Coffee and Diabetes
The effect of coffee on diabetes, when presented in the media can often be confusing.
News stories can in the same week tout the benefits coffee can have on diabetes and shoot down coffee as being unhelpful for blood sugar levels.
This doesn’t mean the articles are contradictory though.
Put slightly more simply, coffee contains different chemicals, some of which have beneficial effects whereas others can have a less beneficial effect, such as caffeine which can impair insulin in the short term.
Caffeine and blood sugar levels
Caffeine has been shown to impair insulin sensitivity in people with type 2 diabetes, indicating that coffee may see higher blood glucose levels.
Benefits of coffee
Coffee has been shown to offer the following health benefits:
- Lowering risk of developing type 2 diabetes
- Lower risk of developing cancers
- Reduction of cardiovascular disease
- Reduction of strokes
Coffee contains polyphenols, which are a molecule that anti-oxidant properties which are widely believed to help prevent inflammatory illnesses, such as type 2 diabetes, and anticarcinogenic (anti-cancer) properties.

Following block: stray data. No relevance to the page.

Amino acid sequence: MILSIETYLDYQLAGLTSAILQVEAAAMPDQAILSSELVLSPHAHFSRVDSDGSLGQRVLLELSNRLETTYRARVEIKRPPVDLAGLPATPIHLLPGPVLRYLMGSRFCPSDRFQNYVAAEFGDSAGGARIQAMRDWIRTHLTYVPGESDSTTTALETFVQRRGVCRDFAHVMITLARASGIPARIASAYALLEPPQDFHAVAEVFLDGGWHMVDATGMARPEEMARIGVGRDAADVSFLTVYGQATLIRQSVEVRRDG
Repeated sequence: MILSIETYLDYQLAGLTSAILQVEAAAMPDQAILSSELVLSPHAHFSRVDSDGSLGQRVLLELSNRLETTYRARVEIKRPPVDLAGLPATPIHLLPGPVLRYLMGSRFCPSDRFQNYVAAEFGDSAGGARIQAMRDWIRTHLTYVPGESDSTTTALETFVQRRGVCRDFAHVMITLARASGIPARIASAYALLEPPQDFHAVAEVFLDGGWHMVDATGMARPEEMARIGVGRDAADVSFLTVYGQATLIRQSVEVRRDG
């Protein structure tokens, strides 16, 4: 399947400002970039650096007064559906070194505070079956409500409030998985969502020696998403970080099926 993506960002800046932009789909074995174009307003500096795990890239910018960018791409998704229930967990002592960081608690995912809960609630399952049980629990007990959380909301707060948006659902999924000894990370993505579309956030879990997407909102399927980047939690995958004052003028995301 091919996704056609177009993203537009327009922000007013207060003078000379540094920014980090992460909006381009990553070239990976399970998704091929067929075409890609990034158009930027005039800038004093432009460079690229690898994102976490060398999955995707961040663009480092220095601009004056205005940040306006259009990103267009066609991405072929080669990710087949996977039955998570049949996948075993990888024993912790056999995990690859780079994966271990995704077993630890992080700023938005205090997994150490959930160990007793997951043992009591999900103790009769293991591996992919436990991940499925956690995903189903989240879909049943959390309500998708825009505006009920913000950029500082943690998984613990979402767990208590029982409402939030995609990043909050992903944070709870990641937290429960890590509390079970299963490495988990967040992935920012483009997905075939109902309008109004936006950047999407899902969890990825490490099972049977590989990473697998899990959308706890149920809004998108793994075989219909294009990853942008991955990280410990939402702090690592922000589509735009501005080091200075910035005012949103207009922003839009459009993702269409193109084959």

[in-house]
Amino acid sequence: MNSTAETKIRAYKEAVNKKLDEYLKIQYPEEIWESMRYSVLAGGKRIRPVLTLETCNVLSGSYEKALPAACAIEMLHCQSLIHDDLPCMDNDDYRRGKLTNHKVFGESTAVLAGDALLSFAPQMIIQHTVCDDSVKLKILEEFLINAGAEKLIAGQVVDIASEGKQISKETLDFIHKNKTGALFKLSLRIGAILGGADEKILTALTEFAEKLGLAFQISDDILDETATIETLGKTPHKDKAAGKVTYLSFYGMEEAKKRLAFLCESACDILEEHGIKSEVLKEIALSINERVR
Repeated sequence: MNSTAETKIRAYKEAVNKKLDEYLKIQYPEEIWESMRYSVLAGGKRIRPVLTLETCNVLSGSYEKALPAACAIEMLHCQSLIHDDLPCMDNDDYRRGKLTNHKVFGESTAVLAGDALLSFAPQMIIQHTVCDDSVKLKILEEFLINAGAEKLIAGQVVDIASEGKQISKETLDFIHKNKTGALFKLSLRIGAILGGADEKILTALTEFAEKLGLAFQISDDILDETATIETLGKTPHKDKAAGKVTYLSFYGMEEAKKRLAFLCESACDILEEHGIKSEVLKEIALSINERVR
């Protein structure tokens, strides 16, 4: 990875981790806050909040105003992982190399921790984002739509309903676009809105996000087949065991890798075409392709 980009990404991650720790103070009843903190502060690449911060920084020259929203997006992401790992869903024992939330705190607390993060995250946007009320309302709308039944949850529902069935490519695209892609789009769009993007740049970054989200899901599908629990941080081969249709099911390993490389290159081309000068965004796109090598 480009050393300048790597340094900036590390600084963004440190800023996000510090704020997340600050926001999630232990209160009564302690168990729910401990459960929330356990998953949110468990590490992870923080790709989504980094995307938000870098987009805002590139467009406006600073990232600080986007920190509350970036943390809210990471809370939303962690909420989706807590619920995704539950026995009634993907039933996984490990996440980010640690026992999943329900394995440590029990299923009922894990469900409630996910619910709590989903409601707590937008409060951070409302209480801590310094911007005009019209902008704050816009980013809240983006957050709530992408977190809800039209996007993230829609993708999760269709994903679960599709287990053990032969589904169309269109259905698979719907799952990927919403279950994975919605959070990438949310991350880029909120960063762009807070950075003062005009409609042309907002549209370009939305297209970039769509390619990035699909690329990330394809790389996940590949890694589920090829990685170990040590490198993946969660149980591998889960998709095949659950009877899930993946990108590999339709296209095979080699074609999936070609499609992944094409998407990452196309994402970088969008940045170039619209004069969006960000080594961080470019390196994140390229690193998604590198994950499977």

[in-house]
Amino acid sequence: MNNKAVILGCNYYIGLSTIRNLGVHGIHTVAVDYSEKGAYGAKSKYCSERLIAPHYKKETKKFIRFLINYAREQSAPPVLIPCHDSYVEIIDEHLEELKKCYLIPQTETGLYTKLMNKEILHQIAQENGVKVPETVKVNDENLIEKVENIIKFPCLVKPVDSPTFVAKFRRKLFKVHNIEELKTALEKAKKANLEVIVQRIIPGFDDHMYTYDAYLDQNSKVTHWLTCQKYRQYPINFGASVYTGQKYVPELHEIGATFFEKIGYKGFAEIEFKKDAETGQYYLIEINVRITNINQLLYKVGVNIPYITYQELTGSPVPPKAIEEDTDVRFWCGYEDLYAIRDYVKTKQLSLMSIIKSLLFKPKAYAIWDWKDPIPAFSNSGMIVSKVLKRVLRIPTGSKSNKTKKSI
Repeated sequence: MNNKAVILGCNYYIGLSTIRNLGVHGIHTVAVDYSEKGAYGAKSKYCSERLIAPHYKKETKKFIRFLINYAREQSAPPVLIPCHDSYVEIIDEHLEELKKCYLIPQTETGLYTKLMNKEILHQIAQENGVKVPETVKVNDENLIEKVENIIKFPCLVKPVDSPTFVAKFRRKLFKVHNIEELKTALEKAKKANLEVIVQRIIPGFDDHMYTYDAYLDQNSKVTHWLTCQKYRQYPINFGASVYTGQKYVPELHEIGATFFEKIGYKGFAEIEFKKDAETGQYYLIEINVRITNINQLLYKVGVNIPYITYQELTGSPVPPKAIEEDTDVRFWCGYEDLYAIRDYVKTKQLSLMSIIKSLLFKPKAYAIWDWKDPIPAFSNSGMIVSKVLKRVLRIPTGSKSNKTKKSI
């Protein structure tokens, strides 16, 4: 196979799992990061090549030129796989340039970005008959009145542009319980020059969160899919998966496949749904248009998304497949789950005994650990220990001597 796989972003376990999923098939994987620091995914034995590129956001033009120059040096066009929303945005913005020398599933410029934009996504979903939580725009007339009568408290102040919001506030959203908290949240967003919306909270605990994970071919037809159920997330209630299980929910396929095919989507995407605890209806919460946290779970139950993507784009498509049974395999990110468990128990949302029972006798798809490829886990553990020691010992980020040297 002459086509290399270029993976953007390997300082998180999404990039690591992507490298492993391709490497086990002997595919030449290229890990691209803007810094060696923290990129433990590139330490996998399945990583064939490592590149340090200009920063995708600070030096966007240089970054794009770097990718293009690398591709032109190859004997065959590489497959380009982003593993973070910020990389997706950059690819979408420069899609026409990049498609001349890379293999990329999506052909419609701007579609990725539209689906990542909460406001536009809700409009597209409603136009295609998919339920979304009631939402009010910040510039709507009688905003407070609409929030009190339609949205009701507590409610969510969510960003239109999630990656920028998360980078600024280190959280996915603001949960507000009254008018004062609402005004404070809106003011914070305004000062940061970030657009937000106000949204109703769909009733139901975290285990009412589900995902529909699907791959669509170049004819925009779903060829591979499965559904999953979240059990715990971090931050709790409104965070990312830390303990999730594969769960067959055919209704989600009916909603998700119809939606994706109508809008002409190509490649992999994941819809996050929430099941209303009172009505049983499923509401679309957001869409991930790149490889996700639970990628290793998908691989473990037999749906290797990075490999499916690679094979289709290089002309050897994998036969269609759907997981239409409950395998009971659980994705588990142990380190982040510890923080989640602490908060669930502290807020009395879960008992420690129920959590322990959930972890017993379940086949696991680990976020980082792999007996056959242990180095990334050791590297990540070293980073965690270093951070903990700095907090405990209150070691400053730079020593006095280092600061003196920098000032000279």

As well as polyphenols, coffee contains the mineral magnesium and chromium.
The blend of these nutrients can be helpful for improving insulin sensitivity.
Coffee and prevention of diabetes
Coffee and its effect on risks of developing type 2 diabetes have been studied a number of times and has indicated a notably lower risk of type 2 diabetes being associated with coffee drinkers.
A 2009 study of 40,000 participants noted that consumption of 3 cups of tea or coffee a day lead to a 40% lower risk of type 2 diabetes developing. 
Decaffeinated coffee and blood glucose
So whilst caffeine may hamper insulin sensitivity, other properties in coffee have the opposite effect.
It is therefore believed that decaffeinated coffee may present the best option for people with diabetes as researchers find it includes the benefits of coffee with some of negative effects that are associated with caffeine.